Apple officially announces the new-generation Power Mac G5 on latest IBM PowerPC G5 processors
So, Apple has finally announced its newest Power Mac G5 systems, spoken of since the last September. Starting from $1999, new computers have a number of interesting features. For the first time Apple solutions are based on up to 2GHz 64-bit IBM PowerPC G5 also used in dual-CPU Power Mac G5 systems. Besides, Apple has seriously redesigned the architecture, adding the support of AGP 8X, PCI-X, up to 8Gb memory, etc.
Initially the company will be offering three Power Mac G5 models in the market: M9020LL/A, M9031LL/A and M9032LL/A. The first two are based on 1.6GHz and 1.8GHz PowerPC G5, respectively, with the third one featuring two 2GHz PowerPC G5 CPUs. Other features include 256Mb to 1Gb of PC2700/PC3200 DDR SDRAM (up to 8Gb in four sockets); NVIDIA GeForce FX 5200 Ultra (64Mb DDR SDRAM), ATI Radeon 9600 Pro (64Mb DDR SDRAM) or ATI Radeon 9800 Pro (128Mb DDR SDRAM) GPU; 80Gb or 160Gb Serial ATA 7200rpm HDDs; SuperDrive (DVD-R/CD-RW) combo.
The baseboard features three 64-bit 33MHz PCI slots or one 64-bit 133MHz PCI-X slots with two 64-bit 100MHz PCI-X slots; 10/100/1000BASE-T Ethernet; 56K V.92 modem; 54Mbps AirPort (IEEE 802.11g/b) slot; 1 FireWire 800 port, 2 FireWire 400 ports, three USB2.0 ports, 2 USB1.1 ports.
The standard system dimensions are 511x206x475mm, weight – 17.8kg.
As for the new PowerPC G5 processors, they are developed and produced by IBM, what obviously makes us think these are former PowerPC 970 chips.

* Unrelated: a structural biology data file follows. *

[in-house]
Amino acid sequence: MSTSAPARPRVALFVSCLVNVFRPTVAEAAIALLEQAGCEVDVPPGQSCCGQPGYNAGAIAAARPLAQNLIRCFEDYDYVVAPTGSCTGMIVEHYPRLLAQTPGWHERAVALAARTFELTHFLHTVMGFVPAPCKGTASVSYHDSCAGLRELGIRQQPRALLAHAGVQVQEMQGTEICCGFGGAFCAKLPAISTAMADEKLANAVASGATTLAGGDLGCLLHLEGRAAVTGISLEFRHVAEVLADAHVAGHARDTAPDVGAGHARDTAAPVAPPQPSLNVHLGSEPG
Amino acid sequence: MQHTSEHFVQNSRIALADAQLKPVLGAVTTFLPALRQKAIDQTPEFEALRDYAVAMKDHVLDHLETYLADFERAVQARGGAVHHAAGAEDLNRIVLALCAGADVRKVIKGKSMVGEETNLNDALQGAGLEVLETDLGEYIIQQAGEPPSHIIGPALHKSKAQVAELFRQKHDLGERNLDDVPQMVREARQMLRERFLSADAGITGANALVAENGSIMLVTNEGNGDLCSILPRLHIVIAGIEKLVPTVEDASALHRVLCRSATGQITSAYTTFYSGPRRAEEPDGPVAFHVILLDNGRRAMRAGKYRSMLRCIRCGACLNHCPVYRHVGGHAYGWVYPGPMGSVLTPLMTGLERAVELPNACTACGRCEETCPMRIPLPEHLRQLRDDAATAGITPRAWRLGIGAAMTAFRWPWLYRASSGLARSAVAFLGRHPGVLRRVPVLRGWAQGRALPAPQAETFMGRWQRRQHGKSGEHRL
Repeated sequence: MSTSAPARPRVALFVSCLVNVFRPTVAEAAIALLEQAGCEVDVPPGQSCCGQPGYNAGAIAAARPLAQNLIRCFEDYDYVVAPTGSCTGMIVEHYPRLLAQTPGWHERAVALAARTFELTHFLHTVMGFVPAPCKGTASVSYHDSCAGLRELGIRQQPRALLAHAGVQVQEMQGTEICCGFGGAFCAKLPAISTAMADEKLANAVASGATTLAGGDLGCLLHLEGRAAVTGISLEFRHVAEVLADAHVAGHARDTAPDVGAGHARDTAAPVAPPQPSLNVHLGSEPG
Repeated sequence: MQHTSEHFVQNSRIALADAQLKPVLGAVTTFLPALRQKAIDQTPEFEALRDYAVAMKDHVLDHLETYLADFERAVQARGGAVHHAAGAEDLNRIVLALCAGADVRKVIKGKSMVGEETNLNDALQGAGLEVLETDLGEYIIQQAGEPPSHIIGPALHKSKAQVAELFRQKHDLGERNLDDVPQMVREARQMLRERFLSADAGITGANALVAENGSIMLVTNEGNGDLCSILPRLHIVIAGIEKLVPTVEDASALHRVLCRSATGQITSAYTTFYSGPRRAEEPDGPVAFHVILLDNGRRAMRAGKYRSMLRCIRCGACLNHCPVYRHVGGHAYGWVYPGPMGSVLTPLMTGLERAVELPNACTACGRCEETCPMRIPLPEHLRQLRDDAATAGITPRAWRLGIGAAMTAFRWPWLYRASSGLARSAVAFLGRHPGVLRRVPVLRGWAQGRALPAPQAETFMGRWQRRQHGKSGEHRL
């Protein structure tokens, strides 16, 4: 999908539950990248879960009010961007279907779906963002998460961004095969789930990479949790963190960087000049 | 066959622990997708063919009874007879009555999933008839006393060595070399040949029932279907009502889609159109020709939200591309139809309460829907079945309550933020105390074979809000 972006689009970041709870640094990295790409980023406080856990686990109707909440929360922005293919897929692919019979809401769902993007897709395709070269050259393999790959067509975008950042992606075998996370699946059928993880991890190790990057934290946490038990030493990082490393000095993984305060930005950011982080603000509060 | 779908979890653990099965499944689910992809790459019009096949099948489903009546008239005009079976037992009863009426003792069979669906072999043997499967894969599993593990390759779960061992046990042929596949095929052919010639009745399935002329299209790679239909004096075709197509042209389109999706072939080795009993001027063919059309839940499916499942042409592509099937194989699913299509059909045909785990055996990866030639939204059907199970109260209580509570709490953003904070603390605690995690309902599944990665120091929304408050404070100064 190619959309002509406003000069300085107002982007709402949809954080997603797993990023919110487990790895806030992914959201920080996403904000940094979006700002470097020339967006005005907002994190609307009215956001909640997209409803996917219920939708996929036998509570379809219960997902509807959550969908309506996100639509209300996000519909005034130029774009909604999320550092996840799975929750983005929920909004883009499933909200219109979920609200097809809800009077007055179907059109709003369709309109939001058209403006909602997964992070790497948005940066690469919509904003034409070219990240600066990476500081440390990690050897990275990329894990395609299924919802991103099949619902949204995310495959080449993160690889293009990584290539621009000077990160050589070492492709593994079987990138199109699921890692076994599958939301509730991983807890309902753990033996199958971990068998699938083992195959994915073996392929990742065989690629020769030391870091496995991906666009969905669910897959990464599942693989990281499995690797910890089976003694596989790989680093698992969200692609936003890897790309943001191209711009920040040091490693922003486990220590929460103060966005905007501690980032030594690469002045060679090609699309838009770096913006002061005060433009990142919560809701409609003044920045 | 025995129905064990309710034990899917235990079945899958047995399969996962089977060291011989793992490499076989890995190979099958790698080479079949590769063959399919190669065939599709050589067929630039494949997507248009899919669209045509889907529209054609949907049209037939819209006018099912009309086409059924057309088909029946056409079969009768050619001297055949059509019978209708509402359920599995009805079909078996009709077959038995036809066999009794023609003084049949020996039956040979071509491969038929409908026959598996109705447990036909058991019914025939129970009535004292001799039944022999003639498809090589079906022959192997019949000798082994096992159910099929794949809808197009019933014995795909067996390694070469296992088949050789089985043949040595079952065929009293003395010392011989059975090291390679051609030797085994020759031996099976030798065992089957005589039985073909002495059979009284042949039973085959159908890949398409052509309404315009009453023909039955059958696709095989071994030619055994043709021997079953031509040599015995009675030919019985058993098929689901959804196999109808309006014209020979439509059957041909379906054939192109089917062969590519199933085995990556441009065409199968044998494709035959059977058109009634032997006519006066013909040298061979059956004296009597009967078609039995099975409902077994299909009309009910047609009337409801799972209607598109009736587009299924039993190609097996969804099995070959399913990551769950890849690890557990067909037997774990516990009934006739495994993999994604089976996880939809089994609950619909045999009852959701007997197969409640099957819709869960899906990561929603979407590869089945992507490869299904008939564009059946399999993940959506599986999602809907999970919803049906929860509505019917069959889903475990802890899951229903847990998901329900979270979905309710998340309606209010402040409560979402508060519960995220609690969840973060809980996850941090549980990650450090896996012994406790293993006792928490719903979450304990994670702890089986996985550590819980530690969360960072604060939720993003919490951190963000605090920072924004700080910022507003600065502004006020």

PowerPC G5 processors support up to 8Gb systrem memory. In theory, 42-bit physical address space allows for 18 exabytes of virtual memory (i.e. 18x10²4; bytes), up to 4 terabytes of physical memory (2&sup42; bytes). The new CPU has up to 2GHz initial clock rates, supports up to 1GHz FSB, enabling up to 16Gb/s performance in dual-CPU mode. As you remember, PowerPC G5 bases on 64-bit ÿäðà IBM Power4 core, but has one instead of two cores. Its features include:
- Full 64-bit data paths and registers
- Dual-pipeline 128-bit Velocity Engine for single-instruction, multiple-data
- (SIMD) processing
- Two independent floating-point units for double-precision calculations
- Three-component branch prediction logic
- Native support for 32-bit application code
- 64K L1 instruction cache; 32K L1 data cache
- 512K internal L2 cache
- Microcoded instructions for up to four internal operations
- Support for up to eight outstanding L1 cache line misses
- Hardware-initiated instruction prefetching from L2 cache
- Hardware- or software-initiated data stream prefetching; support for up to eight active streams
- In-order dispatch of up to five operations into distributed issue queue structure
- Extended 162 SIMD PowerPC instructions
- Die size: 118mm²
- Up to 1GHz Elastic I/O throughput; 0.13µm process on 300mm silicon wafers with SOI (IBM fab in East Fishkill, NY)
To better understand the difference between PowerPC G4 and PowerPC G5 see the table below:
The new CPU can work with 32-bit software under such 32-bit OS, as Linux, Unix or Apple Mac OS X. At the same time, similar to AMD´s Hammer, 64-bit addressing enables the transition to 64-bit OS and apps.
And as finally, below are Power Mac G5 performance charts from Apple´s website (there´s no any other anyway).
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